All it takes is the right support to get on track

Picture: Getty
Picture: Getty
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There are almost two million people in Scotland currently living with a long-term condition like asthma, cancer, ME or depression.

Without the right support, things can quickly spiral out of control. But often it doesn’t take much more than helping people manage their condition to get life back on track.

That’s where we come in.

When Fiona was rushed to hospital with an infected and swelling cut on her ear, she could not have realised the devastating impact it would have on her life.

After severe complications, she was pumped with antibiotics which affected her memory, causing anxiety and depression.

This was compounded by a fall from her loft which left her unable to walk and depressed.

For five years she took a concoction of pills. She says she lived in darkness.

After trying different therapies and drugs, Fiona was referred to Thistle by her GP.

She attended one of our Lifestyle Management Courses and it changed her life.

It helped her take control back. She came off anti-depressants and now she hardly sees her doctor. She is also back to work full time.

This is what self management means – it’s more than coping. It’s about taking control of your life.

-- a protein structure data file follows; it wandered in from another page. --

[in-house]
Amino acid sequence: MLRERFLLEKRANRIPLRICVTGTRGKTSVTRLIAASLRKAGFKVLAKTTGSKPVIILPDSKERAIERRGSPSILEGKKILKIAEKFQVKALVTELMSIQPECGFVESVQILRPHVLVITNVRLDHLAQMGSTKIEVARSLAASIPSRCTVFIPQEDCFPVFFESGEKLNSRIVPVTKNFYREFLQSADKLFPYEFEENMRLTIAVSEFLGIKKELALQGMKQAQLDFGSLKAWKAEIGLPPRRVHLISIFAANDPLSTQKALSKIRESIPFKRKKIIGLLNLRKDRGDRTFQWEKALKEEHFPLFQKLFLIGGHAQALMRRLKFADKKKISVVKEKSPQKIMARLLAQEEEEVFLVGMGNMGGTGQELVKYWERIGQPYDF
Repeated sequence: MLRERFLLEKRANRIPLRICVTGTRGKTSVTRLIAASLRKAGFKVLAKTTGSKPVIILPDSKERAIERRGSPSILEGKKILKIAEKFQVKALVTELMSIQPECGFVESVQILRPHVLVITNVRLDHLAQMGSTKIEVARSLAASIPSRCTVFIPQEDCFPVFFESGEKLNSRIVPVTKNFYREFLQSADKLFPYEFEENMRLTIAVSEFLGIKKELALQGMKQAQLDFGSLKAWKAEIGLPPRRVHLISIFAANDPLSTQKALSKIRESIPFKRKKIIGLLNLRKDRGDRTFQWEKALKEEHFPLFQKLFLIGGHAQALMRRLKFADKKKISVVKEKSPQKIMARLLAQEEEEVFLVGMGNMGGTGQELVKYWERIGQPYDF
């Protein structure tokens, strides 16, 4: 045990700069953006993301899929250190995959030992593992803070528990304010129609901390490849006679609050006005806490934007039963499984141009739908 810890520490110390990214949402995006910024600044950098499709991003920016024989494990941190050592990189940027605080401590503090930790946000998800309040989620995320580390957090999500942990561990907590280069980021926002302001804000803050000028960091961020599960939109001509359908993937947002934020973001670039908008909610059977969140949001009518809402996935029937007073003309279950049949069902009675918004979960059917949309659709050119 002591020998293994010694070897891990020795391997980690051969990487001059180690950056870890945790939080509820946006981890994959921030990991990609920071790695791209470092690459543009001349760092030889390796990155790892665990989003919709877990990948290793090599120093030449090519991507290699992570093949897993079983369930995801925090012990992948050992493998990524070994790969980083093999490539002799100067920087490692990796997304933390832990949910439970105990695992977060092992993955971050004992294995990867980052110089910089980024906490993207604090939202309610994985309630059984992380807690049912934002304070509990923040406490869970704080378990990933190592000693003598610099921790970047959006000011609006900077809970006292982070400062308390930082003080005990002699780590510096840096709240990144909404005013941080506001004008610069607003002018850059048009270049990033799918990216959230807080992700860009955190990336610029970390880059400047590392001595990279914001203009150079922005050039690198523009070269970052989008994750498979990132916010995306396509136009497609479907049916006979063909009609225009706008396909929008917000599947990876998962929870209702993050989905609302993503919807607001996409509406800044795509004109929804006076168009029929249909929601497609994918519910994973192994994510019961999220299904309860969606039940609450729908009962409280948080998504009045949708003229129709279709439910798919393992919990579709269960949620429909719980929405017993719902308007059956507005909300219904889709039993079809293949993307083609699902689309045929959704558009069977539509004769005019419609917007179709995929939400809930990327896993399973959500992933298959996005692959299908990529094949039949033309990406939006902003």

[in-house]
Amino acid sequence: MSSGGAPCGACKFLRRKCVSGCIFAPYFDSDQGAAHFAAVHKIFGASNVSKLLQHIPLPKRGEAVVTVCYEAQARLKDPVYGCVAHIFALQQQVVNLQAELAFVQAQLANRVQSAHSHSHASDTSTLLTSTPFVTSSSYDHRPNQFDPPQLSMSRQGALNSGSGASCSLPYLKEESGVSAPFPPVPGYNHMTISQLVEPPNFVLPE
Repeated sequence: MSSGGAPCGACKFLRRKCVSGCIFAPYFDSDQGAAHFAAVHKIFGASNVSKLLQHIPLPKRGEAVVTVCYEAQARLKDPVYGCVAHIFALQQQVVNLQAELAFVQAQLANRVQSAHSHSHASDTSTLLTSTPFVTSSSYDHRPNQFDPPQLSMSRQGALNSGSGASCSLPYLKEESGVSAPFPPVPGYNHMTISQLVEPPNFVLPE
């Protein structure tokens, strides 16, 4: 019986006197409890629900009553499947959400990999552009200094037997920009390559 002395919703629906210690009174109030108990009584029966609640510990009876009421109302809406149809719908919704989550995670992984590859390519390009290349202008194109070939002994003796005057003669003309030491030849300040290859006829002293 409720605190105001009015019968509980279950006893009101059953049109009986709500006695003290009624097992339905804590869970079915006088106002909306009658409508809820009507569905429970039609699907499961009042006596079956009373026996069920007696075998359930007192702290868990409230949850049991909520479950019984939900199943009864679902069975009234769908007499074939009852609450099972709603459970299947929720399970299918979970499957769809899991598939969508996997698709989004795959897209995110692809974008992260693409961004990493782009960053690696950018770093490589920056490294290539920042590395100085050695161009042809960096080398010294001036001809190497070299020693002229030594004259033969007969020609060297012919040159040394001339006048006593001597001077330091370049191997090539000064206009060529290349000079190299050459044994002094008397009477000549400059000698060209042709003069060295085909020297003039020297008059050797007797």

To mark Self Management Week, run by the Health and Social Care Alliance Scotland (the ALLIANCE) we released research showing that 78 per cent of people who have, or live, with someone who has a long-term health condition feel unable to live the life they want because of that condition.

Around 300 people attend our free courses each year. We need to make people aware that self management works – and that support is out there.

The Self Management IMPACT fund – administered by the ALLIANCE and funded by The Scottish Government is helping to fund that support.

Thanks to this funding we will continue to invest in self management support that makes a real difference.

Self management empowers people. It’s about knowing what you need to help you live the kind of life you want.

Ultimately, it means the illness doesn’t control life. Instead, you are in the driving seat.

• Diana Noel-Paton is chief executive of the Thistle Foundation

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